Where does Richmond's campaign cash come from?

A Richmond News analysis of 2014 municipal election finance reports shows developers and businesses directly linked to the real estate industry accounted for more than one-third of all donations to would-be politicians.

Businesses, such as law firms and investment companies, farmland owners, unions and Great Canadian Gaming Corporation (River Rock Casino and Resort) complete the list of other significant donors. Some political slates accepted large sums from candidates themselves.

article continues below

Late last year new rules came into effect for provincial and municipal election donations. The BC NDP government put a cap of $1,200 per year on individual donations and banned corporate and union donations. Nevertheless, Richmond politicians have had three full years to fundraise under the old rules, leading up to the Oct. 20 election. Donations for this election needn’t be reported until months after the election.

Including donations from businesses and individuals with a direct link to real estate and development, that the News is aware of, the sector accounted for just over $365,000 of the $971,120 spent on the 2014 election by all candidates. While many law and investment firms linked to real estate services made significant donations, the News did not include them if they had diversified service portfolios. 

The Richmond Community Coalition led the way in donations and spending ($311,357 total). It raised $138,900 (45 per cent) from the development industry. However the single largest donation came from ALW Investments Group Ltd. The company appears to have no online presence and was incorporated just months ahead of the election, in August, 2014, by sole director Wong Man Wa, according to B.C. Corporate Registries.

Rivaling ALW Investments was developer and real estate agent Raman Kooner, who, via several of his companies and individual donations, donated $18,000 to Richmond First.

campaign cash

Richmond First accepted $215,529 in donations, $111,500 (54 per cent) of which originated from real estate and development, including candidate donations from developer Coun. Derek Dang and Coun. Linda McPhail, whose family business is Farrell Estates Ltd.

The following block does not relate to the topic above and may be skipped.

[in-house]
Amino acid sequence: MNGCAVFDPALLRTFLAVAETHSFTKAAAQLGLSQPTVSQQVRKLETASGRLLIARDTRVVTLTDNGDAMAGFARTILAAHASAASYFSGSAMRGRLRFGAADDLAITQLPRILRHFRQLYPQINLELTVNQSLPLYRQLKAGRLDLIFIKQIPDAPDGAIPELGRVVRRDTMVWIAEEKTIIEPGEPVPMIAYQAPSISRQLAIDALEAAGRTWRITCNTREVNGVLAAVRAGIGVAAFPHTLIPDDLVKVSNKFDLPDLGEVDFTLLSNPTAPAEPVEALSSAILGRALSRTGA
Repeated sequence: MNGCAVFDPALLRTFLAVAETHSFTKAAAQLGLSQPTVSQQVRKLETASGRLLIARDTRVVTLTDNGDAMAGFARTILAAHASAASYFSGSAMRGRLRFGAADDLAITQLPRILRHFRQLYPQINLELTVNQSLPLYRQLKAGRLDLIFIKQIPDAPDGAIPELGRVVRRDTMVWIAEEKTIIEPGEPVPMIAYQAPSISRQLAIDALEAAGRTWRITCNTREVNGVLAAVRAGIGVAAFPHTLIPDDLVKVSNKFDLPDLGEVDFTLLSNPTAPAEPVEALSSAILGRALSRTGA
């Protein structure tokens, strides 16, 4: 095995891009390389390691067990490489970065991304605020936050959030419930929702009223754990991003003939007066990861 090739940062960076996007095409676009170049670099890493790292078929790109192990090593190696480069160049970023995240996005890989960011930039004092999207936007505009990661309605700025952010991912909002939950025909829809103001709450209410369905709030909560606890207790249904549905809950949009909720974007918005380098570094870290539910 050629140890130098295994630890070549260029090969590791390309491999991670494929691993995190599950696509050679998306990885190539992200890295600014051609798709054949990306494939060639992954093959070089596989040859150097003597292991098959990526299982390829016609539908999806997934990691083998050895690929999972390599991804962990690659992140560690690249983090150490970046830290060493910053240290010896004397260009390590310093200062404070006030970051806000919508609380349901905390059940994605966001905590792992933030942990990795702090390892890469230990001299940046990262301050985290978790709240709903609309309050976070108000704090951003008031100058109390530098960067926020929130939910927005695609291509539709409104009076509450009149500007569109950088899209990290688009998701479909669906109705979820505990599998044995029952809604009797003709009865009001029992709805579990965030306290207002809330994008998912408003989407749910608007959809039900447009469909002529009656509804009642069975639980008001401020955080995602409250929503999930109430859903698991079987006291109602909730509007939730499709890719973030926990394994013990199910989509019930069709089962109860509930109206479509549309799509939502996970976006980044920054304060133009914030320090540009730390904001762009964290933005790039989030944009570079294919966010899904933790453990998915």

Other prominent donors included large farming operations, which accounted for $35,320 of donations to Richmond First, the Coalition and Mayor Malcolm Brodie combined. Meanwhile, unions contributed $34,225 total in Richmond (nearly all from CUPE or Richmond Firefighters Association) and River Rock owners Great Canadian donated $19,025 across the city.

campaign cash

After Richmond First and the Coalition, Brodie was the third single-largest fundraiser. His more diverse donation portfolio saw 35 per cent of donations come from development and real estate.

Candidate donations were $17,360 for the Coalition and $19,725 for Richmond First.

The candidate who spent the most of their own money last election has now joined Richmond First as a council candidate for this year’s ballot. Developer Sunny Ho helped form the Reform Richmond slate last election and spent $20,000 from his company Westminster Development Ltd. He also spent $87,358 from of his business Kam Do Bakery. Ho garnered 6,926 votes (17th spot).


Meanwhile, RITE Richmond raised $32,566 last election, 83 per cent of which came from their own candidates.

After a failed attempt in 2011, RITE’s Coun. Carol Day was elected with 13,389 votes, after she spent $7,100 of her own money and $2,010 of her company Cat Sign’s money. Her partner candidate Michael Wolfe spent $7,040 but narrowly lost his third straight council bid with 11,765 votes.

Day and Wolfe have added 2014 independent candidate Henry Yao to their 2018 slate. Taking no outside money, Yao spent $17,493 of his own money on his inaugural campaign that garnered 4,412 votes, good for 21st.

Less-funded, but successful campaigns originated from Couns. Harold Steves and Alexa Loo.

Loo’s independent campaign saw most financial support come from unions. Of her $10,915 in donations, $3,600 came from Canadian Union of Public Employees and $1,000 came from International Association of Firefighters Local 1286 (Richmond). Loo accepted modest sums of $500 or less from Polygon Homes, Townline Homes, Great Canadian and Richmond Country Club.

Richmond Citizens’ Association raised $8,371 for Coun. Harold Steves and school trustee candidate Jack Trovato. RCA accepted $4,100 from unions and $1,500 from Progressive Construction Ltd., its largest business donor.

Read Related Topics

© Richmond News

Minoru Rainbow Crosswalk POLL

Do you like the new controversial rainbow crosswalk?

or  view results